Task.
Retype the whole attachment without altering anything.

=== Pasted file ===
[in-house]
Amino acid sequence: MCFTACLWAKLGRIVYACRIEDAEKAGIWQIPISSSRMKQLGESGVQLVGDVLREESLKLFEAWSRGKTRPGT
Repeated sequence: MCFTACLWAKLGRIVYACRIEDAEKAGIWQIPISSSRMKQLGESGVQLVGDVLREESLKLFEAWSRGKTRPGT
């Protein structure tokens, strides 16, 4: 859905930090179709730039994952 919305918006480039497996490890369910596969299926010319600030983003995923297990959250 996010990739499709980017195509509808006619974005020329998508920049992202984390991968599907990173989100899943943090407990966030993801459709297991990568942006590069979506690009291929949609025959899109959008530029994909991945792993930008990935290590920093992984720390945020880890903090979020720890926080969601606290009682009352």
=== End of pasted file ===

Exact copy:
[in-house]
Amino acid sequence: MCFTACLWAKLGRIVYACRIEDAEKAGIWQIPISSSRMKQLGESGVQLVGDVLREESLKLFEAWSRGKTRPGT
Repeated sequence: MCFTACLWAKLGRIVYACRIEDAEKAGIWQIPISSSRMKQLGESGVQLVGDVLREESLKLFEAWSRGKTRPGT
């Protein structure tokens, strides 16, 4: 859905930090179709730039994952 919305918006480039497996490890369910596969299926010319600030983003995923297990959250 996010990739499709980017195509509808006619974005020329998508920049992202984390991968599907990173989100899943943090407990966030993801459709297991990568942006590069979506690009291929949609025959899109959008530029994909991945792993930008990935290590920093992984720390945020880890903090979020720890926080969601606290009682009352």